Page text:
Harvard, having barely survived the blow to its prestige from having given the incumbent President a post-graduate degree, now has to deal with a more banal problem endemic in college sports: the fact that its football team consists predominantly of football players. The team captain and the starting quarterback and running back have been suspended for various transgressions, including participation in what the head coach called a "disgusting skit" that possibly may have involved sexual innuendo about him. Harvard has had a very successful run the past five years, including an undefeated season in 2004, but the reaction to having a lacrosse team infiltrating the football squad has been mixed:
Helene Irvin, mother of junior quarterback Richard Irvin, who played at Harvard-Westlake School in North Hollywood and Muir High School in Pasadena and is among 14 Harvard players from California, said she was appalled by the "Skit Night" routines.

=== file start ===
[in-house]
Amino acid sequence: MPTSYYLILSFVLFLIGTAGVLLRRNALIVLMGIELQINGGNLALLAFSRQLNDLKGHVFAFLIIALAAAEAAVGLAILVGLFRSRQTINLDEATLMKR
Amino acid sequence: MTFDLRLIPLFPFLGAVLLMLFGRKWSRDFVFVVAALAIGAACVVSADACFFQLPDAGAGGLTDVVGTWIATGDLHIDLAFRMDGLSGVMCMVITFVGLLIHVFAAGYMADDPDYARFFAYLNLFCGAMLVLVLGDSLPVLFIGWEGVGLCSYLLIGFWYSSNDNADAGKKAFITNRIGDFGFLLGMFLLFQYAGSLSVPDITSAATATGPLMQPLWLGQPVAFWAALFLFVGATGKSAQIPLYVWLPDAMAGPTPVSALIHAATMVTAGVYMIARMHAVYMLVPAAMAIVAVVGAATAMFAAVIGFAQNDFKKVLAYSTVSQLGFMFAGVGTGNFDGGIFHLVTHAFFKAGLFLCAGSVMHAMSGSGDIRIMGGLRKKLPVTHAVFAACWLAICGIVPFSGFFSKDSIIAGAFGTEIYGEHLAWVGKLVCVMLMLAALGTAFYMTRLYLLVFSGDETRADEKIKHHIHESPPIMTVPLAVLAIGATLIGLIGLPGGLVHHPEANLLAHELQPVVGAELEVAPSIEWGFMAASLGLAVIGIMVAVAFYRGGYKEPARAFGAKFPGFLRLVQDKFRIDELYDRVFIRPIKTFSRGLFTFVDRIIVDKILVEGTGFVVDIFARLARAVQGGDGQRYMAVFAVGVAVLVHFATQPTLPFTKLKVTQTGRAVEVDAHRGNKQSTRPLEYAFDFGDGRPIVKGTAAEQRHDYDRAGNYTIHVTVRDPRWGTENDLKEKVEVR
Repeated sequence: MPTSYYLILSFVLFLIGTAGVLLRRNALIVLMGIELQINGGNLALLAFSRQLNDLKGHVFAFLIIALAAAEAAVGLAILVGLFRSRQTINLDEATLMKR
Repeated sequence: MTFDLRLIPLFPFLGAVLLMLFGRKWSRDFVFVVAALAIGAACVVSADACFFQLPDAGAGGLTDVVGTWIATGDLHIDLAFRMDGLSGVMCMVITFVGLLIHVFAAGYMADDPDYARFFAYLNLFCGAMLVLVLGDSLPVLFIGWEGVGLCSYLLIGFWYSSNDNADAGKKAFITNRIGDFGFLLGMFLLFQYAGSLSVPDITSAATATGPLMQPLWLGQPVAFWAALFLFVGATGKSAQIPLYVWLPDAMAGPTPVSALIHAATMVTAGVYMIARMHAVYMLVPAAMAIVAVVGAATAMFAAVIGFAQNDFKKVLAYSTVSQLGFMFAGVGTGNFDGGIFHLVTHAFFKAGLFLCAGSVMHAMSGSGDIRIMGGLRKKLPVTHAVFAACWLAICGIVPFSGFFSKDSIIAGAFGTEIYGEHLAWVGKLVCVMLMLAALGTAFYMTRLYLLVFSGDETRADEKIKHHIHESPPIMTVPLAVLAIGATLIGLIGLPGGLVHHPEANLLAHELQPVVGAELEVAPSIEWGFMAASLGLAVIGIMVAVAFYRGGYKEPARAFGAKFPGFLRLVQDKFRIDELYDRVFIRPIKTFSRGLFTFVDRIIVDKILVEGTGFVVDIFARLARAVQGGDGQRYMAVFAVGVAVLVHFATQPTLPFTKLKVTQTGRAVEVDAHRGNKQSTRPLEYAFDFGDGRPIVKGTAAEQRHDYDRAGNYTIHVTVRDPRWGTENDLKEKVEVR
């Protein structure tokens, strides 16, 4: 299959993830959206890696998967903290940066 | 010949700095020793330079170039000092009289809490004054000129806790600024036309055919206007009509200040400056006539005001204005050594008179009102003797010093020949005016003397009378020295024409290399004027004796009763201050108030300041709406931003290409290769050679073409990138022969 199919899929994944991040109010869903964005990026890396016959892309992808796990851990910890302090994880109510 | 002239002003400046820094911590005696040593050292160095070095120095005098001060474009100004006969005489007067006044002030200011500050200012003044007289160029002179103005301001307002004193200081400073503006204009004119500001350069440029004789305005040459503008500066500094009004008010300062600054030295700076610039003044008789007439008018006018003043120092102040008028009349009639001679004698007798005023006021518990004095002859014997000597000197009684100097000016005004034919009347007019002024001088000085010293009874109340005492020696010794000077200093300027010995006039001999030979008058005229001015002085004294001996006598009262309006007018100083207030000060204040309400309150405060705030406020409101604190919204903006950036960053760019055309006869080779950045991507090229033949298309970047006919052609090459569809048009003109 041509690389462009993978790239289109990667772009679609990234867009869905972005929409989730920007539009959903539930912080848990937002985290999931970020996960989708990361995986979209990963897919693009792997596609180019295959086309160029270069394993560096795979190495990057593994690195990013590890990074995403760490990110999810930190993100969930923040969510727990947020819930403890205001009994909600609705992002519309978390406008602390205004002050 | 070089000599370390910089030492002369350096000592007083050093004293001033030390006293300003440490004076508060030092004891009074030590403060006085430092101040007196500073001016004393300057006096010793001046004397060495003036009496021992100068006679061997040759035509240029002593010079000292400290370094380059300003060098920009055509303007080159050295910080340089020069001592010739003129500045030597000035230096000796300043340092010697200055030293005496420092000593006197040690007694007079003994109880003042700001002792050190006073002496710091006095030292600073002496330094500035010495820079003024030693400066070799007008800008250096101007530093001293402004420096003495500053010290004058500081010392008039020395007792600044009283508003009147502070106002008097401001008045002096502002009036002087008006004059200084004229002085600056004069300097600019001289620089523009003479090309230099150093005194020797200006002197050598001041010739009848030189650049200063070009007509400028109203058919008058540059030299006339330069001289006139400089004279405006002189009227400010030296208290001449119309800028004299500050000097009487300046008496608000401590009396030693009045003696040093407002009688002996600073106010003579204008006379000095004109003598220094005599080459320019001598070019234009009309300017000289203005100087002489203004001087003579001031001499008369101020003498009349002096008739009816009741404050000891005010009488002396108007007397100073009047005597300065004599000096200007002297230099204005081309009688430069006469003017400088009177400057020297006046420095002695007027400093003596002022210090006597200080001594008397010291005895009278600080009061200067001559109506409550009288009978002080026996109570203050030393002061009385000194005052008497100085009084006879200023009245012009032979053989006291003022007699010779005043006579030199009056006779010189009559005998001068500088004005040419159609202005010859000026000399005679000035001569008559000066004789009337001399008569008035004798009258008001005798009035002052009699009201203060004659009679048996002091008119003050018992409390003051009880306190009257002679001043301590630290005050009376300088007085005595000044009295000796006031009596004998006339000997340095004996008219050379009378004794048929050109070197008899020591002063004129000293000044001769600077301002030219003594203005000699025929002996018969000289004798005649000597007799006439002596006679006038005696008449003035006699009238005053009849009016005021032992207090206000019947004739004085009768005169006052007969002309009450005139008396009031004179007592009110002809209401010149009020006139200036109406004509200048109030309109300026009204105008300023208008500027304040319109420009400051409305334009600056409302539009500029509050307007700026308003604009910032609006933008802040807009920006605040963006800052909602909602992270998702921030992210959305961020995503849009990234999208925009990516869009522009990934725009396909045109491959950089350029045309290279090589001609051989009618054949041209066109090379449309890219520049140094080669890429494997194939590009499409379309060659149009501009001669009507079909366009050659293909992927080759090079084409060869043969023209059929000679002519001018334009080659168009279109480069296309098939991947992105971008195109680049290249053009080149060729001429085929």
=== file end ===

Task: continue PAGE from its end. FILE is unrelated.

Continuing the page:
"I expect the grown-ups and the administration and the coaches to put a stop to this behavior immediately and get things back to working order," Irvin said. "That's what every parent would want. This cannot and will not happen again."
Michael Hull, whose son Thomas is a freshman punter who played at Santa Margarita High, said he had no regrets about sending his son to Harvard.
"It may be unprecedented or unheard of," Hull said of the off-field problems, "but it doesn't mean the institution is falling apart or that there is a pattern. There is no cancer afoot."